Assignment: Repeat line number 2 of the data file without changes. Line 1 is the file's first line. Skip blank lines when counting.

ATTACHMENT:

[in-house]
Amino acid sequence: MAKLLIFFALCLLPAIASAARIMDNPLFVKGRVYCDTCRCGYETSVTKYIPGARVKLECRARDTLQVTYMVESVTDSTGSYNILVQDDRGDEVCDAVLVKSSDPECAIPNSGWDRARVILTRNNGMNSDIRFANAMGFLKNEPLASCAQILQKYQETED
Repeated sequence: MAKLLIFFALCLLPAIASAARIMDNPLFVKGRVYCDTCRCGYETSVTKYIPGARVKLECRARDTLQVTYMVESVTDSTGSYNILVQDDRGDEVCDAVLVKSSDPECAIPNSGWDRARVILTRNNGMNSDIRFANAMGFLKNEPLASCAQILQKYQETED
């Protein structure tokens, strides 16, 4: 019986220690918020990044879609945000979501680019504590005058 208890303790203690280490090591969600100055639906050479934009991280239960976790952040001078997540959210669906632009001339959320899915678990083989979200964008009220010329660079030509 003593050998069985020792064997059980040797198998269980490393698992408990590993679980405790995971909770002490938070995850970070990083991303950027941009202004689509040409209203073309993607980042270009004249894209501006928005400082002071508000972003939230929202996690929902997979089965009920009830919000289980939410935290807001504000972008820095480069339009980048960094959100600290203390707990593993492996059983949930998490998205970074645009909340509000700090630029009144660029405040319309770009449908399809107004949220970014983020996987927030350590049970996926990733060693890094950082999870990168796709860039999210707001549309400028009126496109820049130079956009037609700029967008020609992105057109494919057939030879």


Amino acid sequence: MAKLLIFFALCLLPAIASAARIMDNPLFVKGRVYCDTCRCGYETSVTKYIPGARVKLECRARDTLQVTYMVESVTDSTGSYNILVQDDRGDEVCDAVLVKSSDPECAIPNSGWDRARVILTRNNGMNSDIRFANAMGFLKNEPLASCAQILQKYQETED